Small and white reflection coefficients

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Digital Imaging and Deconvolution: The ABCs of Seismic Exploration and Processing
DigitalImaging.png
Series Geophysical References Series
Title Digital Imaging and Deconvolution: The ABCs of Seismic Exploration and Processing
Author Enders A. Robinson and Sven Treitel
Chapter 8
DOI http://dx.doi.org/10.1190/1.9781560801610
ISBN 9781560801481
Store SEG Online Store

Finally, let us consider the case in which the reflection coefficients are not only small but also are white. In such a case, the autocorrelation coefficients are each approximately zero. As a result, the denominator polynomial reduces to 1, and thus . This equation says that in effect, the multiples cancel each other out. Thus, when the reflection coefficients are small and white, the trace becomes , which is the multiple-free trace given by equation 3, the synthetic seismogram (without multiples). In other words, in the case of small and white reflection coefficients, the dynamic convolutional model (equation 1) reduces to the time-honored synthetic seismogram (without multiples), which is by far the most used type of synthetic.

The synthetic seismogram (without multiples) corresponds to a sequence of wavelets each weighted by a reflection coefficient. It is interesting that the amplitude of each reflection coefficient is pristine because the primary reflection appears to suffer no transmission losses on the trip down to the respective interface and then back up. In other words, under the small-and-white hypothesis, the effects of all the multiples are only good. That is, the multiples jack up the primary reflections on the seismogram to their proper strengths, and yet the multiples are otherwise invisible.

In all science, there might not be any better example of randomness causing a beautiful result. This result has had practical value because it made possible much of the oil discovered by seismic means in the period from 1930 to 1960. During that period, the seismic prospects that could be interpreted with good results either approximately fitted this model or else benefited from some other fortuitous circumstance. Many of these prospects occurred at shallow depths.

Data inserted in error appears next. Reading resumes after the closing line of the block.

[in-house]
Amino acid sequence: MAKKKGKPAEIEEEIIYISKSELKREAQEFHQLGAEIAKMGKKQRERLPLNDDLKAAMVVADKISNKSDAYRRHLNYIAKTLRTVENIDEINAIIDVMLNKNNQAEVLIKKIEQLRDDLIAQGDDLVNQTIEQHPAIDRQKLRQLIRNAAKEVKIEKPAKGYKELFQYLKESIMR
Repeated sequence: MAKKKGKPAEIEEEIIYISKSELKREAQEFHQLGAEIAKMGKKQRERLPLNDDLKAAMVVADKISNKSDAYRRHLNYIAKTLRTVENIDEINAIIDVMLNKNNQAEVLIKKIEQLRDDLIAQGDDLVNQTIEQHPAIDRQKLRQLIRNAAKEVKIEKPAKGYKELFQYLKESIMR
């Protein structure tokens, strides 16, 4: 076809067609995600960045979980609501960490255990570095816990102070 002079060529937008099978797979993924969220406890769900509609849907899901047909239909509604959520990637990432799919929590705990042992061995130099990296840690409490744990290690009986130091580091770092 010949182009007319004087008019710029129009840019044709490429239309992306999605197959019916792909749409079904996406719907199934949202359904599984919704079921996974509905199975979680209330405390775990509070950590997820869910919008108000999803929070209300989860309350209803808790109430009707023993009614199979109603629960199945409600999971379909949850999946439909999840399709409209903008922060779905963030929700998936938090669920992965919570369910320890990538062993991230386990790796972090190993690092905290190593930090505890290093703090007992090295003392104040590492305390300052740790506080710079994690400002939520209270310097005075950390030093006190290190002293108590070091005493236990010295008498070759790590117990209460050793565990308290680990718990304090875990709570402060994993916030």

The vast majority of oil-bearing regions, both in extent and in depth, including virtually all offshore regions, could not be explored for a long time because interfering multiples and reverberations made the seismic record uninterpretable. To explore those regions, the oil industry turned to the digital computer, and in so doing, it was the first industry to do so. The digital computer and associated instrumentation are responsible for most of the oil discovered after 1965. If the digital computer were to disappear, no additional significant oil discoveries would be made. No further space exploration would be done. Promising avenues in science and medicine would be abandoned. Business and finance would be crippled. The Internet would disappear.

In the words of Dawson (2008[1], p. 117), the seismic “industry’s tools and methods have become increasingly more accurate; however, target objectives have become much more obscure. Consequently, the future will require considerably more thought and effort.” The computer should not be used as an excuse for not learning the multiplications table. Instead, the computer is the reason that the most advanced methods of geophysics, mathematics, physics, and electrical engineering must be mastered.

Let us now give an example of the small-and-white hypothesis. This example is made purposely simple to illustrate what the mathematics is doing. We have a water layer with the surface-reflection coefficient and the bottom-reflection coefficient . The reflection coefficients within the time gate from time 2 to time 9 are


(36)

which are small and white. The model for the small-reflection-coefficient hypothesis is


(37)

Because the reflection coefficients are small and white within the gate, we can make the approximations


(38)

Thus, we have the approximation


(39)

This approximation is not dynamic, but it is stationary. In the equation , the multiple wavelet m has the Z-transform


(40)
Figure 12.  The trace (dark bars of each pair) within the gate for the small-reflection-coefficient model. The trace (the light bars of each pair) within the gate for the small-and white-reflection-coefficient model. The two bars of each pair are almost the same. This result demonstrates that the approximation is good.
Figure 13.  The reflection coefficients (dark bars) within the gate. The trace (light bars) within the gate for the small-reflection-coefficient model. The two bars of each pair are far different. This result demonstrates that the recorded trace fails to show the reflection coefficients.
Figure 14.  The reflection coefficients (dark bars) within the gate. The deconvolved trace (light bars) within the gate for the small-reflection-coefficient model. The two bars of each pair are almost the same. This result demonstrates that the deconvolved trace shows the reflection coefficients. Notice the vertical scale change from Figure 13 to Figure 14.

which, as we know, is a reverberation. We illustrate this model by Figures 12, 13, and 14. Each figure is made up of two touching bars. The gate is from time 2 to time 9. As we see in the figures, deconvolution gates should be chosen between major reflecting horizons, where the reflection coefficients are more likely to be small and white.

References

  1. Dawson, L. D., 2008, Sixty years with SEG: The Leading Edge, 27, no. 1, 117.

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